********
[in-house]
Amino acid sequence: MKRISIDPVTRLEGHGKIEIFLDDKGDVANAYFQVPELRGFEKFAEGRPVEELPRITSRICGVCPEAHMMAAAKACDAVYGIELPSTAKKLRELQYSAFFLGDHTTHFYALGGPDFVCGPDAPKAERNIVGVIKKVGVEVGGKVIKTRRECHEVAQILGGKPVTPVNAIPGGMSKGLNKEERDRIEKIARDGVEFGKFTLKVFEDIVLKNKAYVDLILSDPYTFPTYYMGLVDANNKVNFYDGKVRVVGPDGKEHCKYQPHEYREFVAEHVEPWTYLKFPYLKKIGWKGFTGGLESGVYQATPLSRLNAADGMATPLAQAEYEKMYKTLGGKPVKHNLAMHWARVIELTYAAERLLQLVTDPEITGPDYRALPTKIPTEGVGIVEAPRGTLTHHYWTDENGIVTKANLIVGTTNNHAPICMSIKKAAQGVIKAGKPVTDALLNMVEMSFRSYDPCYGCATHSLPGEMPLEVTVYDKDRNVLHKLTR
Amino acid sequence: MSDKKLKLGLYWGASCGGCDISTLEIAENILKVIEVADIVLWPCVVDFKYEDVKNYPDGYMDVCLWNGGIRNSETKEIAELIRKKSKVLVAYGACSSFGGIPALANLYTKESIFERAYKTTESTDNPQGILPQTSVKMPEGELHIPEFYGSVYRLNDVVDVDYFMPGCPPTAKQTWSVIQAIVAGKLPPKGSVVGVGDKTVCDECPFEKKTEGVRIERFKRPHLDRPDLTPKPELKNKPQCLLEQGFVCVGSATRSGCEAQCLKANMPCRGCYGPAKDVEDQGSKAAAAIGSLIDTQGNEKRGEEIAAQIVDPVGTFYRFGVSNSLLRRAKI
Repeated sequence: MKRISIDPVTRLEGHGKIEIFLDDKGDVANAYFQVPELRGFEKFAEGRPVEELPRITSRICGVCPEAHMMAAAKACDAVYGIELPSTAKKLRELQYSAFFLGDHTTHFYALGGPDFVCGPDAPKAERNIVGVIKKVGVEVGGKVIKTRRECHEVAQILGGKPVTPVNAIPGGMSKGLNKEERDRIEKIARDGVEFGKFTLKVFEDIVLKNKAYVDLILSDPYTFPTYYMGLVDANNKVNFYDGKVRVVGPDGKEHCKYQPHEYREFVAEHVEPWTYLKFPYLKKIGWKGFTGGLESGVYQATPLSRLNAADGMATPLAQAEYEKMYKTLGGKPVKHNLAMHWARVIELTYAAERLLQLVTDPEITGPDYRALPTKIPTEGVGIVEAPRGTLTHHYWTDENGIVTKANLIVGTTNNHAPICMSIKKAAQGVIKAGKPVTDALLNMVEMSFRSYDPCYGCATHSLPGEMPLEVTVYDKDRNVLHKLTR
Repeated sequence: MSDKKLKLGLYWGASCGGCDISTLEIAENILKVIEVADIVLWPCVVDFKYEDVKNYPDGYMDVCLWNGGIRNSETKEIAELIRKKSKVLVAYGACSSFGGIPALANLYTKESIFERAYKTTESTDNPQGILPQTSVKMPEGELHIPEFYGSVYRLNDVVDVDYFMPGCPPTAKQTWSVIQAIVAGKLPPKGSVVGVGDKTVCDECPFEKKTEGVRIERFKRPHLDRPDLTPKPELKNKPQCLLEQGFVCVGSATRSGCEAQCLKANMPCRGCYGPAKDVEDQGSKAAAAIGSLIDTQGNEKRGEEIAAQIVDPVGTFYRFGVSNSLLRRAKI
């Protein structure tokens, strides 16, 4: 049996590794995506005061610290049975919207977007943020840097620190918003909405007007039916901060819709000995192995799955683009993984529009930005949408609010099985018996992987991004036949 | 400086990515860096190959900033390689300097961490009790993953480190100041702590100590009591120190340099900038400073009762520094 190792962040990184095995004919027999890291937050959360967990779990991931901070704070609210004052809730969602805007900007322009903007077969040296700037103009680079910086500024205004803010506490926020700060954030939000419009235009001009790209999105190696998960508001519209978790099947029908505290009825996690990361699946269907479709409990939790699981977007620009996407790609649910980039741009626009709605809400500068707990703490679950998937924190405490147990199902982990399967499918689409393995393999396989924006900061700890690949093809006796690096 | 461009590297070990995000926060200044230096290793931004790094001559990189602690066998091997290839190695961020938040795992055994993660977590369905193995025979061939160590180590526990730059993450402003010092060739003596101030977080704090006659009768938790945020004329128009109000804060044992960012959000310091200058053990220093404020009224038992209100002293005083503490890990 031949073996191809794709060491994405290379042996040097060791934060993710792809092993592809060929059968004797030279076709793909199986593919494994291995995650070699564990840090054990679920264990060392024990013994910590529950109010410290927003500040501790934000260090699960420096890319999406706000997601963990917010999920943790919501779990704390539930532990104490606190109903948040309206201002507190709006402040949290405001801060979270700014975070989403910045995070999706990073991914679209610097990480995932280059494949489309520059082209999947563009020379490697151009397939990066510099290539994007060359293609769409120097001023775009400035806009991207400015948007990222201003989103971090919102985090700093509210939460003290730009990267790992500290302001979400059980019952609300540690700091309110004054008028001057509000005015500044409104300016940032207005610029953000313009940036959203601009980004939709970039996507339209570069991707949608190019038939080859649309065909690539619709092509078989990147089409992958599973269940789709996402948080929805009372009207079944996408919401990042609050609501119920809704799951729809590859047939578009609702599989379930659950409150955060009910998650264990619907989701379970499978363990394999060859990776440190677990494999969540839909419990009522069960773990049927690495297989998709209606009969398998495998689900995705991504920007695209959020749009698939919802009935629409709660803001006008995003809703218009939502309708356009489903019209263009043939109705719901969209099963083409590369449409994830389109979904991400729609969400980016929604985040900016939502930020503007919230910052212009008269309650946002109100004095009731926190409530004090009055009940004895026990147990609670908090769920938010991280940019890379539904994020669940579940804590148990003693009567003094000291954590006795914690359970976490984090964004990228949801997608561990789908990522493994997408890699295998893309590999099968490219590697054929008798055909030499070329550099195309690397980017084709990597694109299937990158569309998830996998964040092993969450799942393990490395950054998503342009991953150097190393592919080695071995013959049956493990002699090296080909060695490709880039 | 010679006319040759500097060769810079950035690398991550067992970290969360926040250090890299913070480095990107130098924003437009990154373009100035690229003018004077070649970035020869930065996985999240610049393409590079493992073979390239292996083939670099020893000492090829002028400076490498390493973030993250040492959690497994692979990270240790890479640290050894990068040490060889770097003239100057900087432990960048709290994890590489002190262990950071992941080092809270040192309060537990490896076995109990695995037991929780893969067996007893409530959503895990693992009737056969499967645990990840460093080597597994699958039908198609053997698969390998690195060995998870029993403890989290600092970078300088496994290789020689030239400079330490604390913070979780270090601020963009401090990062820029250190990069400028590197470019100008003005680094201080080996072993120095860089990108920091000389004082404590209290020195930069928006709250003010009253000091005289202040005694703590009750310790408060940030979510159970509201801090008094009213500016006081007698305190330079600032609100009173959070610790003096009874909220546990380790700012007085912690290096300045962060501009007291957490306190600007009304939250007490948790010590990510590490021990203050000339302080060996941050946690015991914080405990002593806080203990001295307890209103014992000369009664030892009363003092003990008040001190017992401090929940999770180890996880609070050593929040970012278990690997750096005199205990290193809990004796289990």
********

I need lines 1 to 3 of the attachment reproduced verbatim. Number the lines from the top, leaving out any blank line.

[in-house]
Amino acid sequence: MKRISIDPVTRLEGHGKIEIFLDDKGDVANAYFQVPELRGFEKFAEGRPVEELPRITSRICGVCPEAHMMAAAKACDAVYGIELPSTAKKLRELQYSAFFLGDHTTHFYALGGPDFVCGPDAPKAERNIVGVIKKVGVEVGGKVIKTRRECHEVAQILGGKPVTPVNAIPGGMSKGLNKEERDRIEKIARDGVEFGKFTLKVFEDIVLKNKAYVDLILSDPYTFPTYYMGLVDANNKVNFYDGKVRVVGPDGKEHCKYQPHEYREFVAEHVEPWTYLKFPYLKKIGWKGFTGGLESGVYQATPLSRLNAADGMATPLAQAEYEKMYKTLGGKPVKHNLAMHWARVIELTYAAERLLQLVTDPEITGPDYRALPTKIPTEGVGIVEAPRGTLTHHYWTDENGIVTKANLIVGTTNNHAPICMSIKKAAQGVIKAGKPVTDALLNMVEMSFRSYDPCYGCATHSLPGEMPLEVTVYDKDRNVLHKLTR
Amino acid sequence: MSDKKLKLGLYWGASCGGCDISTLEIAENILKVIEVADIVLWPCVVDFKYEDVKNYPDGYMDVCLWNGGIRNSETKEIAELIRKKSKVLVAYGACSSFGGIPALANLYTKESIFERAYKTTESTDNPQGILPQTSVKMPEGELHIPEFYGSVYRLNDVVDVDYFMPGCPPTAKQTWSVIQAIVAGKLPPKGSVVGVGDKTVCDECPFEKKTEGVRIERFKRPHLDRPDLTPKPELKNKPQCLLEQGFVCVGSATRSGCEAQCLKANMPCRGCYGPAKDVEDQGSKAAAAIGSLIDTQGNEKRGEEIAAQIVDPVGTFYRFGVSNSLLRRAKI